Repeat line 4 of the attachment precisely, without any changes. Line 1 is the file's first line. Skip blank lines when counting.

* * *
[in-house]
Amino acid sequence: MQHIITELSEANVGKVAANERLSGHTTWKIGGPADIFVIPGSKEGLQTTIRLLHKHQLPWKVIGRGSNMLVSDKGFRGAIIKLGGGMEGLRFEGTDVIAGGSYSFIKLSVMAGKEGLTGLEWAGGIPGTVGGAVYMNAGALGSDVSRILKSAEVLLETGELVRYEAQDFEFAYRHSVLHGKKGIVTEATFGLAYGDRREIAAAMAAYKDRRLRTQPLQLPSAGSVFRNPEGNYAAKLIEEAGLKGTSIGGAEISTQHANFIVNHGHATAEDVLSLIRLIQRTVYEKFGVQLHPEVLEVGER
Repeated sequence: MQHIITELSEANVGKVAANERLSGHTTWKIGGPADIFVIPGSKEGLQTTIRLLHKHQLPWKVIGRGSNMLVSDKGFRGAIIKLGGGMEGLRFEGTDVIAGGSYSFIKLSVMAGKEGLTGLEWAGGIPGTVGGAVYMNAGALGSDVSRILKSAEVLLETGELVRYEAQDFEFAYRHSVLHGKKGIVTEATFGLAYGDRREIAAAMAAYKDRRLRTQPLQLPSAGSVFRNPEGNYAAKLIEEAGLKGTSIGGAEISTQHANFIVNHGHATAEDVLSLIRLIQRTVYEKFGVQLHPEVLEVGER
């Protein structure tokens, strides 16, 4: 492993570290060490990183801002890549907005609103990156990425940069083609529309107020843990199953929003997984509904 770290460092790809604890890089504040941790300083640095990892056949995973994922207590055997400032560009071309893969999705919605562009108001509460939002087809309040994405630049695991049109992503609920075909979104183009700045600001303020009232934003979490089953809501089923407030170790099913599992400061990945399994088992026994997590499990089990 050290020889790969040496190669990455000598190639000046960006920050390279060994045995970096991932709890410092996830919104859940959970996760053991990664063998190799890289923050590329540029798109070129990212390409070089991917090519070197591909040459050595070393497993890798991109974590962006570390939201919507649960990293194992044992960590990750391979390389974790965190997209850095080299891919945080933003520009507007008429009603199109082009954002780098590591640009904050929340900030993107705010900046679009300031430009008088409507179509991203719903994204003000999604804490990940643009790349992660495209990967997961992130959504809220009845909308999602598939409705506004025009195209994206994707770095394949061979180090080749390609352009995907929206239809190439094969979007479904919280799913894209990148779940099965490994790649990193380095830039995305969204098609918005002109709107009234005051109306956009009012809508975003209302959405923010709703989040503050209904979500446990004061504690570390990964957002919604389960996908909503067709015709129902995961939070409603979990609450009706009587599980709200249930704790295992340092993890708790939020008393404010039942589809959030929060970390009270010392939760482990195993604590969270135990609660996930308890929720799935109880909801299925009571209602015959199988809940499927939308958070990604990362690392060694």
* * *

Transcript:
């Protein structure tokens, strides 16, 4: 492993570290060490990183801002890549907005609103990156990425940069083609529309107020843990199953929003997984509904 770290460092790809604890890089504040941790300083640095990892056949995973994922207590055997400032560009071309893969999705919605562009108001509460939002087809309040994405630049695991049109992503609920075909979104183009700045600001303020009232934003979490089953809501089923407030170790099913599992400061990945399994088992026994997590499990089990 050290020889790969040496190669990455000598190639000046960006920050390279060994045995970096991932709890410092996830919104859940959970996760053991990664063998190799890289923050590329540029798109070129990212390409070089991917090519070197591909040459050595070393497993890798991109974590962006570390939201919507649960990293194992044992960590990750391979390389974790965190997209850095080299891919945080933003520009507007008429009603199109082009954002780098590591640009904050929340900030993107705010900046679009300031430009008088409507179509991203719903994204003000999604804490990940643009790349992660495209990967997961992130959504809220009845909308999602598939409705506004025009195209994206994707770095394949061979180090080749390609352009995907929206239809190439094969979007479904919280799913894209990148779940099965490994790649990193380095830039995305969204098609918005002109709107009234005051109306956009009012809508975003209302959405923010709703989040503050209904979500446990004061504690570390990964957002919604389960996908909503067709015709129902995961939070409603979990609450009706009587599980709200249930704790295992340092993890708790939020008393404010039942589809959030929060970390009270010392939760482990195993604590969270135990609660996930308890929720799935109880909801299925009571209602015959199988809940499927939308958070990604990362690392060694």